Designed to turn travel agents into Mexico specialists, the half-day, classroom-style seminars educate agents about ways to sell Mexico to leisure travelers, with an emphasis on niche markets such as spas, golf, fishing, scuba diving, weddings and honeymoons.

Francesca Bonavita, vice president of product marketing for Travel Impressions, challenged the panelists and audience to do more to educate travel agents about Mexico.

"I defy anyone here to say that we're really doing the best job we possibly can to educate the travel agent," Bonavita said.

"What we're doing is educating the same people over and over again. We need to expand our reach or possibly look at more creative ways to educate [agents]."

Apple Vacations' Daley disagreed, saying that focusing on the top-producing agents is smart business.

"[Travel agents are] pressed for time. They also are the most abused species on the planet. Ninety percent of the time an agent deals with a customer is by phone, and then it's to respond to a customer who saw a cheap fare on line and wants the agent to match it.

"So, if you educate your most productive agents about what you're doing to sell your product, you're going to get their attention and their business," Daley said.

Focus on a niche

One way that agents can boost their business to Mexico is to focus on selling niches, a subject tackled by a second panel at the conference.

Roberto Alcerreca, head of marketing for the Riviera Maya Promotion Board, said his organization has teamed with more than two dozen area hotels to offer themed packages promoting the region's wide range of activities, including scuba diving, family travel, beach vacations, cultural tourism, spas, golf and fishing.

The packages were put together in conjunction with more than a dozen scuba diving, water sports, land tour and car rental operators throughout the region.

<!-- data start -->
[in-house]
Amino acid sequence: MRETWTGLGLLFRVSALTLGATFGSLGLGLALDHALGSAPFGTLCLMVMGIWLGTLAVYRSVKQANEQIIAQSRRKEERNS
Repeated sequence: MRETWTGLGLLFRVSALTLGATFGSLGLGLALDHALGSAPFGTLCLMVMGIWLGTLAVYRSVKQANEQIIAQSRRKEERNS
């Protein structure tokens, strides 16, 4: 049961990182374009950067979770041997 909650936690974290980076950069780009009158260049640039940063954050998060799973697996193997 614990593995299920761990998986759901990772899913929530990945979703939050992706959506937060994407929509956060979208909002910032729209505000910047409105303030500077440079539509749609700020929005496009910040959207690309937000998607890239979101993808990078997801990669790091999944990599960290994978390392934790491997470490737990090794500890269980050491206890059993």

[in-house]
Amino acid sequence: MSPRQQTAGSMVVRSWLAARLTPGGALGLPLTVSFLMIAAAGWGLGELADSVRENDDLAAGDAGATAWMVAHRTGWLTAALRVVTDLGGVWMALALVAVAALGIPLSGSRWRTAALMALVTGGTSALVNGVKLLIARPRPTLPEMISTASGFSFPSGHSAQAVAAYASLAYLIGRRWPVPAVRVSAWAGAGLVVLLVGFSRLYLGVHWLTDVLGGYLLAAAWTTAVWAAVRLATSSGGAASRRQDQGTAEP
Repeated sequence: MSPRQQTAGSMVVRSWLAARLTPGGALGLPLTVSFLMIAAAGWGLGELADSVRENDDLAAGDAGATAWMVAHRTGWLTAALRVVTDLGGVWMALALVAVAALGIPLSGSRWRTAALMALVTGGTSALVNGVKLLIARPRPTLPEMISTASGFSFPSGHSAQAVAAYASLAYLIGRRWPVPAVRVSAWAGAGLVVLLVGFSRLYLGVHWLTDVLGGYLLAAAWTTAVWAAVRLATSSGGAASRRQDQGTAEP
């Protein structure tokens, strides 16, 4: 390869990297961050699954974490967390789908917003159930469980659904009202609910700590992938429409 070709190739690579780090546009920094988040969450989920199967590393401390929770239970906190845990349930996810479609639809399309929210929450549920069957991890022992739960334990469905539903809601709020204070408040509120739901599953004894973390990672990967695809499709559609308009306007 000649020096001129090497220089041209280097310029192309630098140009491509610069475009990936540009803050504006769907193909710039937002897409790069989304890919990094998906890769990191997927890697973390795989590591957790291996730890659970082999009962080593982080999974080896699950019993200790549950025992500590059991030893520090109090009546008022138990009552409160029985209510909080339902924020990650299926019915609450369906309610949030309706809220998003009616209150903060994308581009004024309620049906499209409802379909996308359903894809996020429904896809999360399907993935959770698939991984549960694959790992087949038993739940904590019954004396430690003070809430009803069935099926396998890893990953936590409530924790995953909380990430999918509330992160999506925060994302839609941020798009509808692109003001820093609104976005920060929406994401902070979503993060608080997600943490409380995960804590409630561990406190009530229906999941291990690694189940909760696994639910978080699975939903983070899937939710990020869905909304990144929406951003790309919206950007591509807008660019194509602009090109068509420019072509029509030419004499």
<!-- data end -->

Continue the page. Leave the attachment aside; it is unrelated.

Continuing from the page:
Alejandro Yberri, director of marketing and customer service for Aeromexico, said the airline has conducted research on the size of niche marketing in Mexico and "found that the numbers are still very small."

Niche marketing "is in its infancy in Mexico," he said, "but I urge hotels, tourism organizations and tour operators to invest money to promote niche markets as a way to boost tourism."

Javier Barrera, group marketing officer for Grupo Posadas, which includes the Fiesta Americana chain, said Mexico "can't be all things to everyone."

He urged the Mexico Tourism Board to "focus its advertising dollars on markets that are proven successes and respond well to advertising, like families."

"Mexico has a lot to offer families," he said, "but we have failed to communicate this to them."

Wendy Hesketh, president of the Exhibition Association of Mexico, said hotels that are not occupied in the off-season with leisure visitors should look to the business traveler.

"Meetings and convention business offers a great windfall of opportunity for Mexico," she said.

Patrick Sanchez, chairman of the marketing and advertising committee for the Los Cabos Tourism Board and general manager of the Westin Regina in Los Cabos, said that in order for niche marketing to work, "it has to be laser-specific, has to go after a specific market."

He mentioned eco-tourism and spas as two markets with strong appeal.

"Maybe yesterday, having a spa at your resort was a plus, but today it's a must," Sanchez said.